In fact a red butterfly landed on the flower.  Inhoo was so angry set caught the butterfly and threw it in a nearby spiders web.

What is the probability that the next butterfly to land on a flower is a white one?

Again a red butterfly landed on the flower.  Inhoo almost cried, but she gathered herself together, caught the butterfly and put it in a jar.

What is the probability that the next butterfly to land on a flower is a white one?

Yet again a red butterfly landed on the flower.  This time Inhoo took no chances, she caught the butterfly and ate it there and then.

What is the probability that the next butterfly to land on a flower is a white one?

3.

From a pack of cards what is:

P(black)?

P(king)?

P(2 or 3)?

P(red ace)?

4.

Lydia has a set of cards.  On them she has either drawn a heart or a dagger.  She has drawn 6 daggers.  If P(\text{dagger})=\frac{2}{5}), how many hearts did she draw?

Categories: Probability

Probability: Equilikely outcomes

November 10, 2010 Leave a comment

The probability of an event happening is how likely it is to happen or how frequently it happens.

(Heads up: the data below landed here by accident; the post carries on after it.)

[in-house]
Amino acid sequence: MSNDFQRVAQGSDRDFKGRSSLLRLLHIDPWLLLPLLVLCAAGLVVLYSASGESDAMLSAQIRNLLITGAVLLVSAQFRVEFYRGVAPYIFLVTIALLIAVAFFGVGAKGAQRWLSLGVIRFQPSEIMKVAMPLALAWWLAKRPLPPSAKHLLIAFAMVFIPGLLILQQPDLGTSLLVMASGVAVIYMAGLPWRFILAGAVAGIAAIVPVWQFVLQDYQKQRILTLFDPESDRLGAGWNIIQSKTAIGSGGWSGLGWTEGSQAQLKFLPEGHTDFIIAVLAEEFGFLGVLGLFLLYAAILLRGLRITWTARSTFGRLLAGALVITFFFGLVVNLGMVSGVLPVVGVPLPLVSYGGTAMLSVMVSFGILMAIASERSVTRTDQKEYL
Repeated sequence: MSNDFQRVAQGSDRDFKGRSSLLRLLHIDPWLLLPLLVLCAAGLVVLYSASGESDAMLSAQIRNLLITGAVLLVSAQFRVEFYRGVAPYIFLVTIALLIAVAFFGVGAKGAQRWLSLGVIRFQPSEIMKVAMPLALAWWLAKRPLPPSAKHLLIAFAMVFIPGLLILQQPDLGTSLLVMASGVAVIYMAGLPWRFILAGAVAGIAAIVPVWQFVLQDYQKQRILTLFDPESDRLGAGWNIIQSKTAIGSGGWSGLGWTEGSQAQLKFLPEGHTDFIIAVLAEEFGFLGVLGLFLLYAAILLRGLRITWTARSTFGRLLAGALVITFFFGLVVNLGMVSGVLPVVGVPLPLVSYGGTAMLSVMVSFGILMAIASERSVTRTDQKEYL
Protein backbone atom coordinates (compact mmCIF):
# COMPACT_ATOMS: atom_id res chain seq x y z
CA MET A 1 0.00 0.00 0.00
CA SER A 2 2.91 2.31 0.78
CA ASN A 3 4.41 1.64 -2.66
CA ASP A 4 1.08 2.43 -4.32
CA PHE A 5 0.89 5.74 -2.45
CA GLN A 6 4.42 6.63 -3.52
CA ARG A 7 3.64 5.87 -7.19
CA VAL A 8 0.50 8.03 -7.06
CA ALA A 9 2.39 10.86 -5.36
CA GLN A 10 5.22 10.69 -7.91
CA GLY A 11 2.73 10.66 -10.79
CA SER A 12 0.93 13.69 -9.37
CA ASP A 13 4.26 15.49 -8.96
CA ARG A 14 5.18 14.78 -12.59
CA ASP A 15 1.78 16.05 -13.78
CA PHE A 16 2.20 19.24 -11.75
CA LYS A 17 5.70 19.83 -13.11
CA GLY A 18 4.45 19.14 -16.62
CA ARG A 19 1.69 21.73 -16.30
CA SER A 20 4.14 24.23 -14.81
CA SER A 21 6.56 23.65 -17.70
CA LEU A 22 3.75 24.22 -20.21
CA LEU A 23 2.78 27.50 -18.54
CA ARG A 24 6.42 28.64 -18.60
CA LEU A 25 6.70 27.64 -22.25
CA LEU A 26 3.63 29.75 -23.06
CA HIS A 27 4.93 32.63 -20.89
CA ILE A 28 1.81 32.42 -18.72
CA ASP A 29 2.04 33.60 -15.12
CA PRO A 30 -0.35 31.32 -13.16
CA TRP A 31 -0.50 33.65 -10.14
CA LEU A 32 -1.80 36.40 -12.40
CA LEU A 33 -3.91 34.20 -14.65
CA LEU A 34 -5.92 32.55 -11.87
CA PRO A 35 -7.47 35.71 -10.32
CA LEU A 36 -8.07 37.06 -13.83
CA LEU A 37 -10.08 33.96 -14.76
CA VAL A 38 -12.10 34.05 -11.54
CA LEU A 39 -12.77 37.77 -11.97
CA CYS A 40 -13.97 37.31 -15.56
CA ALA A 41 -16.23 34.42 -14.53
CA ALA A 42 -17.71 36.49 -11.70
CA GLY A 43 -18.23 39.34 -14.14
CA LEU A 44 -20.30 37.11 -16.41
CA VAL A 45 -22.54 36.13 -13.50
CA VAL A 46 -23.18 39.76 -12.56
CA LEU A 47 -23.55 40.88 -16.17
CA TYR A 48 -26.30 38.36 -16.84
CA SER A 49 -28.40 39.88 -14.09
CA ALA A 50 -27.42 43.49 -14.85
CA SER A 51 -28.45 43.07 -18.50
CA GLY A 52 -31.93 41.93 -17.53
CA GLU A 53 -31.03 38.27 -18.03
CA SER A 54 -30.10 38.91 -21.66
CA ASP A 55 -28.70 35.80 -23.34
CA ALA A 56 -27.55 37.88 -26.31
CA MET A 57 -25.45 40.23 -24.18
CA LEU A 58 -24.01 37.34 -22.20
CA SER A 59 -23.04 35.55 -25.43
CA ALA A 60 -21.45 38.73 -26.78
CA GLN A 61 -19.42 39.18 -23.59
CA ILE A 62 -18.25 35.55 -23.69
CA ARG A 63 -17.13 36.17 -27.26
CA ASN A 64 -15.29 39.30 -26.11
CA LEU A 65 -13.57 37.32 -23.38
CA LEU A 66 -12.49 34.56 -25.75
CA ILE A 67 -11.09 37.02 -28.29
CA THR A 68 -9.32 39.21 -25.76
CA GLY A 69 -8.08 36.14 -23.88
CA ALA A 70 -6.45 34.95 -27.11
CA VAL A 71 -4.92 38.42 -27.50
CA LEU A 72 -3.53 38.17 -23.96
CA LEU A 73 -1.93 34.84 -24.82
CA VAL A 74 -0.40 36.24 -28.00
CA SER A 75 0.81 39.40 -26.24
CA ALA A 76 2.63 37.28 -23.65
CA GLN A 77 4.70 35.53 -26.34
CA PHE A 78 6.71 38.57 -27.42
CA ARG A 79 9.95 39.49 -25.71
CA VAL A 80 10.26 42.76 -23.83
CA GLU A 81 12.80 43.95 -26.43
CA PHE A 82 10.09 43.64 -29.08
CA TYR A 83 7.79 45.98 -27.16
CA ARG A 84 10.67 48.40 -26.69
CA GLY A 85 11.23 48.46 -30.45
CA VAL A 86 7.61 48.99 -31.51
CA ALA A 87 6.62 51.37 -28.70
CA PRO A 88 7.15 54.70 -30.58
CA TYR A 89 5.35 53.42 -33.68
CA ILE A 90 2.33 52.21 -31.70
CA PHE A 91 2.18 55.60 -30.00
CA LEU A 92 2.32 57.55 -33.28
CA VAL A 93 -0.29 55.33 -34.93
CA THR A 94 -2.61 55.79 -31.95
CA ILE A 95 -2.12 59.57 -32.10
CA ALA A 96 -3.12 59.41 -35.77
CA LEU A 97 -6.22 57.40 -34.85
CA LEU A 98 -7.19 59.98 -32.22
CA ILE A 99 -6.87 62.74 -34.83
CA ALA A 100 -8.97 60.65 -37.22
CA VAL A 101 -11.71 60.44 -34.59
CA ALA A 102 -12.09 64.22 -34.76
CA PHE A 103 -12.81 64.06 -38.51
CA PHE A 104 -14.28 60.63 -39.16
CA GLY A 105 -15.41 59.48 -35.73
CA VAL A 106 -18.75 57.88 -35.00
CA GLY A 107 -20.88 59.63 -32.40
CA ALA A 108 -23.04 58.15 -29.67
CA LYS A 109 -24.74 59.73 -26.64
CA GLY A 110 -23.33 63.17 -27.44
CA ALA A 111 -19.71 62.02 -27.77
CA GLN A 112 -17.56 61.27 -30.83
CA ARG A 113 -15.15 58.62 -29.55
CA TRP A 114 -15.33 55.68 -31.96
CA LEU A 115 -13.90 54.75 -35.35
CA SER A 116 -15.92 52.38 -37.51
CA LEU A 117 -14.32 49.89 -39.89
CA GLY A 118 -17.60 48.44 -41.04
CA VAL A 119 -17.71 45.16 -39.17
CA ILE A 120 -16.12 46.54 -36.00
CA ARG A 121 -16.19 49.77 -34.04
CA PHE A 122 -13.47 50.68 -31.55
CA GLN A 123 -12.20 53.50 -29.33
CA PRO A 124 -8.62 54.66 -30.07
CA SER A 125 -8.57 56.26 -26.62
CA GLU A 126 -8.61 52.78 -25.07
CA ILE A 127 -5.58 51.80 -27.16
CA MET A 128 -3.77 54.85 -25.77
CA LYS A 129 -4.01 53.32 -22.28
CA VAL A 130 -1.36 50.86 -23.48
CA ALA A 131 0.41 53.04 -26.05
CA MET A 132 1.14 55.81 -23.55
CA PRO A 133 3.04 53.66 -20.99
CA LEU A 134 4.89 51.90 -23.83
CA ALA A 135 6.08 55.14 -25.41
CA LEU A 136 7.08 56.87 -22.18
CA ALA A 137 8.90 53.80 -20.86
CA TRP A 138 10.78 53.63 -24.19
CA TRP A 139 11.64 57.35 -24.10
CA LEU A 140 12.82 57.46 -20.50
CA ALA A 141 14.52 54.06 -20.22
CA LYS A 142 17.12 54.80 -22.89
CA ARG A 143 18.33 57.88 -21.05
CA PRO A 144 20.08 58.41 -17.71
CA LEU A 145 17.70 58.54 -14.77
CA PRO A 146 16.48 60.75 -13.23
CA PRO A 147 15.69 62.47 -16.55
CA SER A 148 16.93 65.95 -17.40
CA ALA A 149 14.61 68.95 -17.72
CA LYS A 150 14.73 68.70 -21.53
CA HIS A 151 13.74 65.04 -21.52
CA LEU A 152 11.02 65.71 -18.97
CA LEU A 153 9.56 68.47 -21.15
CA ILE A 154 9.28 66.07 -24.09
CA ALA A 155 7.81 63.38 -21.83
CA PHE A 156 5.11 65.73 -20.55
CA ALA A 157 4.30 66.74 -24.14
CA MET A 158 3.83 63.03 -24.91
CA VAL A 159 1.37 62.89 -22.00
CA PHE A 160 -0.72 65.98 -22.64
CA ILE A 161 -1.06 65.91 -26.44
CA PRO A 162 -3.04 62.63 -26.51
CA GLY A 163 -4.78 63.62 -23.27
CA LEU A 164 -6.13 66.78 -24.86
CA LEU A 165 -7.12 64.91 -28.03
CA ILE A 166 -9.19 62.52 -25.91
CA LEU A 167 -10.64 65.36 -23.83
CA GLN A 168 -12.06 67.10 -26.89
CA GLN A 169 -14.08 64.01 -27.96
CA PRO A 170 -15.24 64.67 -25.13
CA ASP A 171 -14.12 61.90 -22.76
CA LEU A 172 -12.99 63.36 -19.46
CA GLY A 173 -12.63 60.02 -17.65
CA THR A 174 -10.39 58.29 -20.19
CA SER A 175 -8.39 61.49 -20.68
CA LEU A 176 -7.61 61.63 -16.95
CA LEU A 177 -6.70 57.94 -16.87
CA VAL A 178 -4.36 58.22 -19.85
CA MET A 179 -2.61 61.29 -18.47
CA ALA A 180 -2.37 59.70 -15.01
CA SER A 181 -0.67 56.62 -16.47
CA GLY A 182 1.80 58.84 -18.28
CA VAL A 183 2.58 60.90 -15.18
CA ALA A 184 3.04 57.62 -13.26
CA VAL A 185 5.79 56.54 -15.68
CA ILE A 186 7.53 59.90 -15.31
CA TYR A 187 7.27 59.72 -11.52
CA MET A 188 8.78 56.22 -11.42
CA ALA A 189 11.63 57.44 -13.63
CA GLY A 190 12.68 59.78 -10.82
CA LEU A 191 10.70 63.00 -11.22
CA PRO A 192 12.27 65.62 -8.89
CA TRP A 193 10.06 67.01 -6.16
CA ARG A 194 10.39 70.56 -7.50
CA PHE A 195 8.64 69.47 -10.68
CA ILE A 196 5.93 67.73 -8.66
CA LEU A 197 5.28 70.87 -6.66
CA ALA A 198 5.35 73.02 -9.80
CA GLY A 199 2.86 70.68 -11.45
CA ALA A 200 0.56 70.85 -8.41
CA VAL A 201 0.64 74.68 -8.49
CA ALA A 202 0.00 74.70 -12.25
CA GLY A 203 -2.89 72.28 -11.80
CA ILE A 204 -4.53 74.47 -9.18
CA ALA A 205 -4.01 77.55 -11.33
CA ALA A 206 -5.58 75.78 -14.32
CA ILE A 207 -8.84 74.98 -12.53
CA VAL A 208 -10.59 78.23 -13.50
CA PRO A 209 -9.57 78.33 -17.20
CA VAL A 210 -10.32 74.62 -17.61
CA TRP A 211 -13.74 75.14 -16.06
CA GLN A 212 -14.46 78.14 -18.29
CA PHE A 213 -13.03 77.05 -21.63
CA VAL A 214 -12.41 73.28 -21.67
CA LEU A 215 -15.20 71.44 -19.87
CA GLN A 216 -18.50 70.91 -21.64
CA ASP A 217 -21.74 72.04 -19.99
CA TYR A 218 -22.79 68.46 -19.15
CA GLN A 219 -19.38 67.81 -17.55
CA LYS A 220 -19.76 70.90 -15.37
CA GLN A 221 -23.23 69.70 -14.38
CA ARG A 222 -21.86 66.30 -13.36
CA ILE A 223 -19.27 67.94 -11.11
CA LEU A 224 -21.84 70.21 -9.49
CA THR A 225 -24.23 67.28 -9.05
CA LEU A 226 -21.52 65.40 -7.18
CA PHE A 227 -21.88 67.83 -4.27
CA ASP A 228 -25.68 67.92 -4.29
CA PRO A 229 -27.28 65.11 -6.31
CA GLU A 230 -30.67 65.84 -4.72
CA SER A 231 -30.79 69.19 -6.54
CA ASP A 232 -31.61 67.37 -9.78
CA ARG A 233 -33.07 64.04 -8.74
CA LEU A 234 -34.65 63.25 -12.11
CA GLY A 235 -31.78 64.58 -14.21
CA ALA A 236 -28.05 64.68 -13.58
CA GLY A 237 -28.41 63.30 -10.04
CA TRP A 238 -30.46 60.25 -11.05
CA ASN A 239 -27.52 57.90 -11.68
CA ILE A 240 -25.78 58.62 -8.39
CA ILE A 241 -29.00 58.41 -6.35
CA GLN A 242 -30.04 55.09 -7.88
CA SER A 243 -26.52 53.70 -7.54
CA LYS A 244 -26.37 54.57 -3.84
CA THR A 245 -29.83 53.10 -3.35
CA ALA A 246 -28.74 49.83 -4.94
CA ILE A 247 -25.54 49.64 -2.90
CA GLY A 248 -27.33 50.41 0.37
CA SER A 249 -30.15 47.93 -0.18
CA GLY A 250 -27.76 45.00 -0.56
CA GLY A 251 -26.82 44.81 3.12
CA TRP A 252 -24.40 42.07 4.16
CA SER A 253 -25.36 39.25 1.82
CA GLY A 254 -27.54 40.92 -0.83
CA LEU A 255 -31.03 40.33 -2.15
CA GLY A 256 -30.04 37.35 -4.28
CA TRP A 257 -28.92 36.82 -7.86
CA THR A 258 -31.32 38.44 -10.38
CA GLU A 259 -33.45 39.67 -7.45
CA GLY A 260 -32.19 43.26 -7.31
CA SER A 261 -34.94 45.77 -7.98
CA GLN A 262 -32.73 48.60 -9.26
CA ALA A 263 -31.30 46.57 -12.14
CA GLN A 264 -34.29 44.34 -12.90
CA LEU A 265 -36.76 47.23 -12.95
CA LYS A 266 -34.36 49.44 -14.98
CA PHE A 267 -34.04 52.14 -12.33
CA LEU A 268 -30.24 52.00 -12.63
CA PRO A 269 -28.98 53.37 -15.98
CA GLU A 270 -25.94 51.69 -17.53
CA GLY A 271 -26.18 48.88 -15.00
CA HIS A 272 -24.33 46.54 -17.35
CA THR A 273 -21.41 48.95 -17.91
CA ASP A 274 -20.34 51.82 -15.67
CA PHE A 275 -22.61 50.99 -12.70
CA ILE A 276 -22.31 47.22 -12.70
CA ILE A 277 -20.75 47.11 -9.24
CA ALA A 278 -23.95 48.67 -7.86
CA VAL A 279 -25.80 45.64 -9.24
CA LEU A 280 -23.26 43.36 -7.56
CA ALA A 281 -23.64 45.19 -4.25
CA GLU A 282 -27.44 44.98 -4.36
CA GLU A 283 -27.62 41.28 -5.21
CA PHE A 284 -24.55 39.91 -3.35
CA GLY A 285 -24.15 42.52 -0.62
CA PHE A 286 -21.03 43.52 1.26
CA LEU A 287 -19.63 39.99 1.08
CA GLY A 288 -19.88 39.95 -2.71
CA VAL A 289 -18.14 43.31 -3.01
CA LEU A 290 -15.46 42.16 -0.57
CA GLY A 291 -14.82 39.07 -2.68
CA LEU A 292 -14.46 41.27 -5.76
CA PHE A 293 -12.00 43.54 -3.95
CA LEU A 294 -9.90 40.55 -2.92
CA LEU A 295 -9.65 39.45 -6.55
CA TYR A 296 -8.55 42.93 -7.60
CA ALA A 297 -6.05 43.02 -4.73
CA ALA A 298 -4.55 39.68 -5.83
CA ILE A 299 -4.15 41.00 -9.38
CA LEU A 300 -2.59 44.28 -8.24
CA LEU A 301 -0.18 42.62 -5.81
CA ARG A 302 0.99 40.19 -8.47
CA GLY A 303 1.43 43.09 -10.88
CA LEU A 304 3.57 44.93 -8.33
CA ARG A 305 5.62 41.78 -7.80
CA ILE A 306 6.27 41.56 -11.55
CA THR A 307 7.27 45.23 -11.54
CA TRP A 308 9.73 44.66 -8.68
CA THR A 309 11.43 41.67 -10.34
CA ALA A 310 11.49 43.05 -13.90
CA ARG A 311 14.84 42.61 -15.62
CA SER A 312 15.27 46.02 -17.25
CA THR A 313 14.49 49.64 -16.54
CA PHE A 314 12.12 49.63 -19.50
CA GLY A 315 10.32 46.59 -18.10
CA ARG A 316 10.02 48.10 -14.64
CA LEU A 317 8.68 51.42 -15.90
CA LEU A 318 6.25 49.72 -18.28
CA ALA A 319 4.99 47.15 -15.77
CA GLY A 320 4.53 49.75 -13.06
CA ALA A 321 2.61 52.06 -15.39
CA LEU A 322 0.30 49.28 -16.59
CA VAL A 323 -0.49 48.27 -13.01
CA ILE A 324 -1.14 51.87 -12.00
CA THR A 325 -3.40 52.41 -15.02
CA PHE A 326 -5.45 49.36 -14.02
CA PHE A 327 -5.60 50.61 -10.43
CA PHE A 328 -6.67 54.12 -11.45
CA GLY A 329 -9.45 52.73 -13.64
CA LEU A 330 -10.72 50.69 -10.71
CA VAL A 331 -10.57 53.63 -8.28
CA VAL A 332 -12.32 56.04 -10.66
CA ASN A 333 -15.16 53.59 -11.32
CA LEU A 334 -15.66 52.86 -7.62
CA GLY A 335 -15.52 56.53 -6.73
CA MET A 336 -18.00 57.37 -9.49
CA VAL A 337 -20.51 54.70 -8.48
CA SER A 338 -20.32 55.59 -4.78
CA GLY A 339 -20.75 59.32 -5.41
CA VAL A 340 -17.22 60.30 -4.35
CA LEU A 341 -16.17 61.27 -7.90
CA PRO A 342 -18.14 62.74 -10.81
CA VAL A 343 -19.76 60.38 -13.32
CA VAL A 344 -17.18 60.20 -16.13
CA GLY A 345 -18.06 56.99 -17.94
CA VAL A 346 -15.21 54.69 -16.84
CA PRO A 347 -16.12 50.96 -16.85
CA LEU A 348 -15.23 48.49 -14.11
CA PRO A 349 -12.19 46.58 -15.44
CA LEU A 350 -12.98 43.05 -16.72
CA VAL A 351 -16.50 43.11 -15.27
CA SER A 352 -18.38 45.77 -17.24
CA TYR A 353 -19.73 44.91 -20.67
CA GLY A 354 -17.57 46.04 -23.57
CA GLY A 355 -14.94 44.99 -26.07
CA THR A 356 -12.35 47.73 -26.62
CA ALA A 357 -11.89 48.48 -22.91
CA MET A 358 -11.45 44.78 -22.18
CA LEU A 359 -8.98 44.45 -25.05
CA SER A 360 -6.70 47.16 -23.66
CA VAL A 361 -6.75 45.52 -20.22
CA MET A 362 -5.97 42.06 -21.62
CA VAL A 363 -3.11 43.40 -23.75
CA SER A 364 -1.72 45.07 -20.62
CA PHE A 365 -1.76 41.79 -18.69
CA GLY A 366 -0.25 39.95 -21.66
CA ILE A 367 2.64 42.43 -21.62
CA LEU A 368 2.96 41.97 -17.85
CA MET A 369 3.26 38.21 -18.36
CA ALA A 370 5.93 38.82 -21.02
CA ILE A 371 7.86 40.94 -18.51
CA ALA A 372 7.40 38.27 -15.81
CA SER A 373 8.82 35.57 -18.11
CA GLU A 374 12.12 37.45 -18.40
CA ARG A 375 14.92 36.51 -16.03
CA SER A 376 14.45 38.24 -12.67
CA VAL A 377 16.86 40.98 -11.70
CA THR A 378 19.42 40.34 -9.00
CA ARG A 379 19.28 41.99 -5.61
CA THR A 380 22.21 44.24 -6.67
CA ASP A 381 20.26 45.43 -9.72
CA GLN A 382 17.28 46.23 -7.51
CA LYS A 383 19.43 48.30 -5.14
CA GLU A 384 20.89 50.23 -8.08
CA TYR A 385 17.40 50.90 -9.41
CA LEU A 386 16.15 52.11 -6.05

In a perfectly fair world if a die was thrown a five would come up every six throws.  That means that the probability of getting a 5 = \frac{1}{6}.

Generally the probability of something happening =\frac{\text{possible successes}}{\text{possible outcomes}}

Notation

The probability of A happening can be written as P(A).

So P(red) could be what is the probability of getting red?

Examples

What is the probability of rolling a 3 with a die?

There is 1 possible success (getting 3)

There are 6 possible outcomes (1, 2, 3, 4, 5 or 6)

So P(3)=\frac{1}{6}


When rolling a die what is the probability of getting a square number?There are 2 possible successes (1 or 4)There are 6 possible outcomes (1, 2, 3, 4, 5 or 6)

So P(\text{square})=\frac{2}{6}=\frac{1}{3}


When playing cards what is the probability of getting a red heart?There are 13 possible successes (13 hearts)There are 52 possible outcomes (52 cards in total)

So P(\text{heart})=\frac{13}{52}=\frac{1}{2}


A bag contains 5 red discs and 7 blue discs.I take out a red disc and keep it.  What is the probability the next disc is also red?There are 4 successes (there are only 4 red discs left as we have taken one our already)

There are 11 possible outcomes (there are only 11 discs left now)

So P(\text{red})=\frac{4}{11}

Important note: Probabilities can only be given as fractions, decimals or percentages

Questions

Categories: Probability